m-learn: Mobile evidence gathering using GoogleDocs

This one nearly escaped my attention yesterday. Google has just announced the ability to edit Google Docs on your mobile device via their Google Mobile Blog.

Just point your mobile browser to m.google.com/docs and start editing.

Along with the use of 2D barcodes this will open a few interesting m-learning possiblities for educators that would previously have required custom coding to achieve. I can see this being very useful in situations where you have students being in the field and allowing them to enter data gathered using a standard mobile phone. The barcodes could point students to the location of the spreadsheet (avoiding the need to type the information)

The screenshot below shows a spreadsheet that I just made up for demonstration purposes.

Google Spreadsheet

Google Spreadsheet

Google Spreadsheet - add record

Google Spreadsheet - add record

The data gathered can easily be used embedded into LMS course pages for review in the classroom. The (quite capable) graphing tools in Google Spreadsheets can be used to visualise the results gathered. For some of our clients that use Moodle and GoogleApps for Education this is a very interesting combination as would allow for the authenticated entering of mobile data into the LMS.

It would be interesting to look at how you could easily geo-tag the information gathered for mapping purposes. But that’s probably a topic for another post.

Using Nokia Share Online to upload directly to Flickr

One of the nicest ways to get photos straight from your mobile to Flickr (without having to use e-mails) on Nokia devices is the Flickr Plugin for the Nokia Share Online application. Since a lot of my clients in the educational sector  are starting to use Flickr as part of their online teaching I decided to create a short HOWTO.

The application itself comes with the phone on most recent Nokia S60 devices (with recent Firmware – check Nokia Software Updater for new firmware). To check if your particular phone is capable you can check the Nokia Share Online Support site.

Nokia Share Online appears on the home screen of your device (screenshots are from a N95 8GB):

Home Screen

Home Screen

First time only configuration

On first use you will have to check the available services by choosing ‘Options’:

Update Service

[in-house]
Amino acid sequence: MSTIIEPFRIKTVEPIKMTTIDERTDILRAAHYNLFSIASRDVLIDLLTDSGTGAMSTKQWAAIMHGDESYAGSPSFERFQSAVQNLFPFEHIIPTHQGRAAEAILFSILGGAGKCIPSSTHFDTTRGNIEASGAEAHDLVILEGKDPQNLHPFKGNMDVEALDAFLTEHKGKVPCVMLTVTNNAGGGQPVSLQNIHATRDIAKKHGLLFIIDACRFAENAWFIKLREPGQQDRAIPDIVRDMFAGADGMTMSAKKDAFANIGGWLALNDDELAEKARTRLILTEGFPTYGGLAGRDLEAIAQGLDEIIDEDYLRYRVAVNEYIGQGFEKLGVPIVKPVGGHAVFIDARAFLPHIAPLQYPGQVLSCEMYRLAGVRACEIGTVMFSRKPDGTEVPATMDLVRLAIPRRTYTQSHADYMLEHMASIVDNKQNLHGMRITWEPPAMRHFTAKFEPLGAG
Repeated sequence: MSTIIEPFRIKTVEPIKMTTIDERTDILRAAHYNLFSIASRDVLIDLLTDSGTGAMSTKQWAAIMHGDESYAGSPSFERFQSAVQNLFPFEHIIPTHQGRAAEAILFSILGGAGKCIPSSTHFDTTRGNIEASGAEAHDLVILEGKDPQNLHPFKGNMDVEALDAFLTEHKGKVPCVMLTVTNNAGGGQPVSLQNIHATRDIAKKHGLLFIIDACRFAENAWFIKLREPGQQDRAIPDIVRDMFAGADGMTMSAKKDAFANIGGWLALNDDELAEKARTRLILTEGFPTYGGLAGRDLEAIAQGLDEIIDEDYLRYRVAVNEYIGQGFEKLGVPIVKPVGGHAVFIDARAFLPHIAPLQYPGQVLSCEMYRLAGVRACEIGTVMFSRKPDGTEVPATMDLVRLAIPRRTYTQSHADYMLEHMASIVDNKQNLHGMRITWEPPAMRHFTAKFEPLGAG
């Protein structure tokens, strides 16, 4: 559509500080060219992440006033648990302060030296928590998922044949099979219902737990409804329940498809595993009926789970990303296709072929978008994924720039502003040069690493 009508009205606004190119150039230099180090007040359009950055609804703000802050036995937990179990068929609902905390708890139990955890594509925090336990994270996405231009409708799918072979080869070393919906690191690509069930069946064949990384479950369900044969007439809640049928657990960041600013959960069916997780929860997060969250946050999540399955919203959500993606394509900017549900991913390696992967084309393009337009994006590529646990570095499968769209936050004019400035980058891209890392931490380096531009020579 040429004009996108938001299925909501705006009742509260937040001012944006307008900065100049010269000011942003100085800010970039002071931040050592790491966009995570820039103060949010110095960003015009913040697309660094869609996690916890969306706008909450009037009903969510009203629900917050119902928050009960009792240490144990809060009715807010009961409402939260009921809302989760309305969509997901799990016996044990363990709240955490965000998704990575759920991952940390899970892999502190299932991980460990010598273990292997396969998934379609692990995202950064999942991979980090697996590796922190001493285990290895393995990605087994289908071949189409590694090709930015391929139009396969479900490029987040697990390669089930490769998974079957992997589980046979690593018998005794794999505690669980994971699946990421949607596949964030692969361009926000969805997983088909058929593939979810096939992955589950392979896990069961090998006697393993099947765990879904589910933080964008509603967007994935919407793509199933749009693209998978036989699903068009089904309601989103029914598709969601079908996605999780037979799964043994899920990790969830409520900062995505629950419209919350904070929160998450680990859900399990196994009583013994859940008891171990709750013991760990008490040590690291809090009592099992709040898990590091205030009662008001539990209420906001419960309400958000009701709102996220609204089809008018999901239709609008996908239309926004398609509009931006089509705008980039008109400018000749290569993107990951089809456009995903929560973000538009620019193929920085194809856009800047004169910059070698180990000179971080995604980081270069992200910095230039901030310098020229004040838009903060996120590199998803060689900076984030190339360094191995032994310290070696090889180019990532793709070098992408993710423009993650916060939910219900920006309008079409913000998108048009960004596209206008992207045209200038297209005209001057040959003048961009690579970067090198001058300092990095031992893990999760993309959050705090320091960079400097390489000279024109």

Update Service

Activate Service

Activate Service

On a new device you will be prompted for your Flickr Username / Password. Since I have used the Flickr Plugin on this particular phone previously the Username was already saved (which is a bit of a worry – since deleting the account should have also removed the credentials I would have hoped).

Select Access Point

Select Access Point

Activate Website 1

Activate Website 1

Activate Website 2

Activate Website 2

Accept Conditions

Accept Conditions

Set the update frequency:

Update interval

Update interval

NOTE: Be careful with this setting as there could be mobile data fees involved depending on the method you use to connect to the internet on your device. Consult with your network operator on the fees if you are using the wireless data network of your phone provider.

After this step you are ready to connect to Flickr and sync your recent fotos:

Sync recent

Sync recent

Create Flickr Post

Once the service has been set up you can create post using the following steps:

New Post

New Post

Adding the Post Title and Description.

Post Title

Post Title

Insert Image(s)

Insert Image(s)

Choose Image

Choose Image

Tags

Tags

You can coose from a list of previously used tags (or create new ones).

Choose Existing Tags

Choose Existing Tags

Finally you can post to the web:

Choose Existing Tags

Choose Existing Tags

Your post is now being uploaded and should be available via your Flickr Photostream (mine is on http://www.flickr.com/photos/leogaggl/) soon. The upload time will depend on the size of the image and the speed of your data connection.

Enjoy !

QR code usage in Japan

Just came across this post about barcode tombstones in Japan. Shows very clearly how much public acceptance the 2D barcode technology has got in Japan.

It allows visitors to the grave to access to the biography and photos of the deceased person and leave a personal message.

This concept probably takes some time to get used to, but you can see that it could clearly add some value for people visiting cemeteries. There is not much info you can fit on tombstone. A good example of providing ‘further information’ for people that are interested.